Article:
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Biologists today have the possibility to explore the vast and rapidly increasing amount of DNA sequence data provided by genome and EST sequencing projects. However, knowing the entire genome of an organism is only the beginning of a long odyssey to understanding the functions of all its genes. New tools like DNA microarrays have revolutionised molecular biology and are used to take advantage of all the sequence information. With the highly parallel approach of microarray gene expression analysis we can try to unravel and understand the complex regulatory networks of living organisms. The process of creating a new DNA microarray for the entire genome of an organism involves the selection and production of thousands of DNA probes. For spotted DNA microarrays these probes are usually amplified using the polymerase chain reaction.
The D. discoideum Microarray
The sequenced Dictyostelium genome as well as cDNA projects have paved the way for the generation of a Dictyostelium DNA microarray. The 34 Mb genome of this organism is spread across 6 chromosomes and the number of genes is estimated to be around 12,000.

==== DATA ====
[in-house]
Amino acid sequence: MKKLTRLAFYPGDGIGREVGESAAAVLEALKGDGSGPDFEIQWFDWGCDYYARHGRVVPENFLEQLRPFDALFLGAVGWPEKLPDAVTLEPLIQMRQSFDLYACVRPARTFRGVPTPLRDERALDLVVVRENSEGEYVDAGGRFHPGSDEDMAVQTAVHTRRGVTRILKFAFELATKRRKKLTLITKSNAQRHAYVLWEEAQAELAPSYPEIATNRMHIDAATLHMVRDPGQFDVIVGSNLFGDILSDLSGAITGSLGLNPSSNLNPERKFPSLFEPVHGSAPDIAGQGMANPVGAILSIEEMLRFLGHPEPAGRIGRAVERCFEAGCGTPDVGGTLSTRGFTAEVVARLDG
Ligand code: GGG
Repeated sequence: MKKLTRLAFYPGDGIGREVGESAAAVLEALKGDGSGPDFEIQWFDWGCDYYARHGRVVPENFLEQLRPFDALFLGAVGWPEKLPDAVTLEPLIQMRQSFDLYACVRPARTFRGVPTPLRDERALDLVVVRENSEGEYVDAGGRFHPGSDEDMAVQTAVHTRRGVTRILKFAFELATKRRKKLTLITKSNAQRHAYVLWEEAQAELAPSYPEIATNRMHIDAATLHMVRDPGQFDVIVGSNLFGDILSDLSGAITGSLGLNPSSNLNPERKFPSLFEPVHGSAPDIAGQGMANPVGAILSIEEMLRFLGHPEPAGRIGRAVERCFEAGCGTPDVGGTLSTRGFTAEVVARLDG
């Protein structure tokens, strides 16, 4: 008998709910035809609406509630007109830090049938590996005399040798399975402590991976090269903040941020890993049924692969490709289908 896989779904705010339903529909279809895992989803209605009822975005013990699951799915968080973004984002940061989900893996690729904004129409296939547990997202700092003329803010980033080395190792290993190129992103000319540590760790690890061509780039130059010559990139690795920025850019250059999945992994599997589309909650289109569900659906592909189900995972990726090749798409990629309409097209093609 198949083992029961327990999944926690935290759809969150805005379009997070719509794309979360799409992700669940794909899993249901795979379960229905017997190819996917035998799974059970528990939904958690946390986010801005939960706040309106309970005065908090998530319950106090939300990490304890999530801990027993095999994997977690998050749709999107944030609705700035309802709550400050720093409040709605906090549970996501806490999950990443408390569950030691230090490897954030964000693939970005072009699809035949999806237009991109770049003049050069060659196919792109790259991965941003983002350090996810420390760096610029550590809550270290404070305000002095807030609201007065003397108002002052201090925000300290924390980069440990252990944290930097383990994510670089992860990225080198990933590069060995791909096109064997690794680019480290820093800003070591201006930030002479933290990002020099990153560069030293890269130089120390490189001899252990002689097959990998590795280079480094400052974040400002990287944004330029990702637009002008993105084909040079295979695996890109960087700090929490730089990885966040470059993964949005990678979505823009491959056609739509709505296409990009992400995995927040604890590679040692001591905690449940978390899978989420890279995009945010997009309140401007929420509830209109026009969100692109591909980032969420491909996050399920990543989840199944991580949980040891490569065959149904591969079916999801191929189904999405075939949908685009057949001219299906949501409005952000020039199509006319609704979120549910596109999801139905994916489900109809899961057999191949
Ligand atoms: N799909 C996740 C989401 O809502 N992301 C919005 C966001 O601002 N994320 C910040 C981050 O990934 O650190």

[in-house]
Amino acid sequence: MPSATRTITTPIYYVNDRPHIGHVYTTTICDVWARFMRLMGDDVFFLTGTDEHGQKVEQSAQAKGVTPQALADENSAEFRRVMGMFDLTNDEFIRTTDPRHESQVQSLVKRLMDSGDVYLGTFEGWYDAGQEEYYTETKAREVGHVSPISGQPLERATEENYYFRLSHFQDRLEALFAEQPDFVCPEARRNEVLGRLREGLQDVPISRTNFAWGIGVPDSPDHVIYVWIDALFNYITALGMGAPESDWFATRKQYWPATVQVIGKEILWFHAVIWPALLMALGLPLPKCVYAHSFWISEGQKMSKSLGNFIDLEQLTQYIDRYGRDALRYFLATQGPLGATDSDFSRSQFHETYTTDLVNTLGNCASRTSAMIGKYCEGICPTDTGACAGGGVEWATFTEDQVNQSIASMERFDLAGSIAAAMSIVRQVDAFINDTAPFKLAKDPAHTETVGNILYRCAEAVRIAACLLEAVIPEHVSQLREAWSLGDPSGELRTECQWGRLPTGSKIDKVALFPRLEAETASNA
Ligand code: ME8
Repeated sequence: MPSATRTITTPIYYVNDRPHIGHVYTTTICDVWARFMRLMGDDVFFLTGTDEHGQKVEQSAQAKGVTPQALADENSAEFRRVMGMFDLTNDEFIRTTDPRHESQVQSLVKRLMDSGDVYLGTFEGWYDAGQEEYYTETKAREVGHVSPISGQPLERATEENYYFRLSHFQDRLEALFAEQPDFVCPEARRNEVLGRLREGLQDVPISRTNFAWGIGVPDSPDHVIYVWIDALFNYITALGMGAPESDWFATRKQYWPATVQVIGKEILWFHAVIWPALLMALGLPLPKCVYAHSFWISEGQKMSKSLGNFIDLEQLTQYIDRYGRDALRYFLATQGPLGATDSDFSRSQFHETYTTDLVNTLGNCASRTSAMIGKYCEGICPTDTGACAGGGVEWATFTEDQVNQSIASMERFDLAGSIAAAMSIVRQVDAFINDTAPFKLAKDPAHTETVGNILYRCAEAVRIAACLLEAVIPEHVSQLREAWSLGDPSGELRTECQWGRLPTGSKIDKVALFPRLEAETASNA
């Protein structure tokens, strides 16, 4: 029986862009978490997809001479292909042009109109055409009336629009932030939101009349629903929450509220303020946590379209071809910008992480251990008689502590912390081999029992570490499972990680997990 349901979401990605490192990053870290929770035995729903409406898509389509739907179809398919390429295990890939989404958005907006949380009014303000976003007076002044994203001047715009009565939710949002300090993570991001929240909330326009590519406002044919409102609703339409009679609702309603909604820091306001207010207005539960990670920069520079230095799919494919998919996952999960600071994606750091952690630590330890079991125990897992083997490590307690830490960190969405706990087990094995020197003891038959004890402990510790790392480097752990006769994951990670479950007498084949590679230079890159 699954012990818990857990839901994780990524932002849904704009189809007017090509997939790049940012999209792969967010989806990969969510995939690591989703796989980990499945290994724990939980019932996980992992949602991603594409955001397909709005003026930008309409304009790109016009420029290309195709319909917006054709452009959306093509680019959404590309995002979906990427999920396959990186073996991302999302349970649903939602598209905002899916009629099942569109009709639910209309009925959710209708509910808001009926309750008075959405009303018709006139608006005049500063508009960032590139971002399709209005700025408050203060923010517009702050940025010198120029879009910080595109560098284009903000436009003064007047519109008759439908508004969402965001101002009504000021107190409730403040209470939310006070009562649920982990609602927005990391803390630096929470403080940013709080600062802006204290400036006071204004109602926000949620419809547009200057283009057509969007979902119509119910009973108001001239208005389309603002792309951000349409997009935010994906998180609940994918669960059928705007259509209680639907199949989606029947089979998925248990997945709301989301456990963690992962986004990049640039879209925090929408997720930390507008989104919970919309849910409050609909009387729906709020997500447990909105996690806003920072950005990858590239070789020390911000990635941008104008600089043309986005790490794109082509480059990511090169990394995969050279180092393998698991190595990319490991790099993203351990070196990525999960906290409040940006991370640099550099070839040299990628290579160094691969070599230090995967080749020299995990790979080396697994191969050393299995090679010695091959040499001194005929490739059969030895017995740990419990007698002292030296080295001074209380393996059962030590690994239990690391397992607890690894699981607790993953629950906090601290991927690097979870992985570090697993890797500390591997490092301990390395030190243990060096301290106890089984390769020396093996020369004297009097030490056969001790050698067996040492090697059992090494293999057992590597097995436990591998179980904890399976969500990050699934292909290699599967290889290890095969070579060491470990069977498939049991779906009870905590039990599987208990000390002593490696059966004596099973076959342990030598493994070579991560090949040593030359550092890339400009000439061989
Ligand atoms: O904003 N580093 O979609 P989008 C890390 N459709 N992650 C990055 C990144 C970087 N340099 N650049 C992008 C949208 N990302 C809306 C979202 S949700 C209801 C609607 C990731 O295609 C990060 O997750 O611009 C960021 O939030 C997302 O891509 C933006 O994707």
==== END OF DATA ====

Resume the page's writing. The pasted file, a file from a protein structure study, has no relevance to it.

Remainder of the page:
The current Dictyostelium DNA microarray carries partial sequences of 450 known genes, approximately 5,400 non-redundant ESTs and appropriate positive and negative controls. We are in the process of incorporating probes representing the app. 4,600 chromosome 1 and 2 genes.
We are using this tool to study genome-wide gene expression patterns of Dictyostelium cells. The experiments are complemented with molecular genetic and cell biological approaches to verify results and to study the most interesting differentially regulated genes in more detail. Three main projects are pursued:
March 18, 2017
Institute of Biochemistry I, Cologne
Suggestions and wishes: Gudrun Konertz
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